Interview: Stephen King on the Creative Process, the State of Fiction and more

Yesterday I read a pretty good Q&A interview with Stephen King, or “Uncle Steve” over at The Atlantic.  It was conducted by James Parker. It can be found here.

A few quotes of note:

Stephen King: In the old days, it would seem like ideas were crammed in like people in an elevator. And my head was sometimes a very noisy place to be. The other thing that happens with that is, say you’re working on something and it’s going along pretty well, and two or three ideas occur, and they’re all yelling “You should write this! You should write this!” It’s almost like being married and all of a sudden your life is full of beautiful women. You have to stay faithful to what you’re working on. But it can be uncomfortable.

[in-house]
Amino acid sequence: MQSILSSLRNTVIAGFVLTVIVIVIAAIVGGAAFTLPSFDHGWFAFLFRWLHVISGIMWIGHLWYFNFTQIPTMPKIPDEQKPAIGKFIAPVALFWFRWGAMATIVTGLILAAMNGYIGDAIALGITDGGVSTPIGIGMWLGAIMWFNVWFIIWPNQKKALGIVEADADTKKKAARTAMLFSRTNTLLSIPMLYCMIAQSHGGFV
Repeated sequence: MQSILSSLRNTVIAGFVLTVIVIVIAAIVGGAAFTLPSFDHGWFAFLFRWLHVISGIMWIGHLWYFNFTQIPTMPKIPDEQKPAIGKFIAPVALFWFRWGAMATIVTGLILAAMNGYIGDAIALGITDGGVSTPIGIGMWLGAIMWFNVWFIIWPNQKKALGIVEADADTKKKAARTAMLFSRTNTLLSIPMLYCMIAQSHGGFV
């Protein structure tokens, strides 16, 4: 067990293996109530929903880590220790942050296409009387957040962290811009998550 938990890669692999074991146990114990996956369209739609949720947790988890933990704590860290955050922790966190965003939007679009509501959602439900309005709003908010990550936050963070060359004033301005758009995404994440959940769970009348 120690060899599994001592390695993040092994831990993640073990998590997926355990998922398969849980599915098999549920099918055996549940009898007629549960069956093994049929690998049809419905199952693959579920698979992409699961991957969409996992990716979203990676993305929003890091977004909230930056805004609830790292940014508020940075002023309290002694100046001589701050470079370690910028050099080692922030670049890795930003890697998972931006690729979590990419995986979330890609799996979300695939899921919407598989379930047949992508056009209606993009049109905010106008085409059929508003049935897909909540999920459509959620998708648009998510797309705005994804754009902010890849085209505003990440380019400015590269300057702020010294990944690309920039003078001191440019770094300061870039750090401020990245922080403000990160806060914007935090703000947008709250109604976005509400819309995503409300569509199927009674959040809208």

James Parker: So do you keep them in a different file, or …?

SK: No. I never write ideas down. Because all you do when you write ideas down is kind of immortalize something that should go away. If they’re bad ideas, they go away on their own.

JP: So this awful thing of the writer who goes, “Oh, I had a great idea but I forgot it!” –you don’t really subscribe to that.

SK: No. Because that wasn’t a great idea. If you can’t remember it, it was a terrible idea.

The King
That part about staying faithful to the first idea? Yeah, I’m just as guilty. And he’s absolutely right about good ideas sticking around in your memory and the bad ones evaporating in the ether. When I don’t have a chance to jot down a good idea and I forget it, it eventually returns via some trigger or other. I can only think of two times when I failed to recall a good idea.

But…perhaps those were no good afterall.


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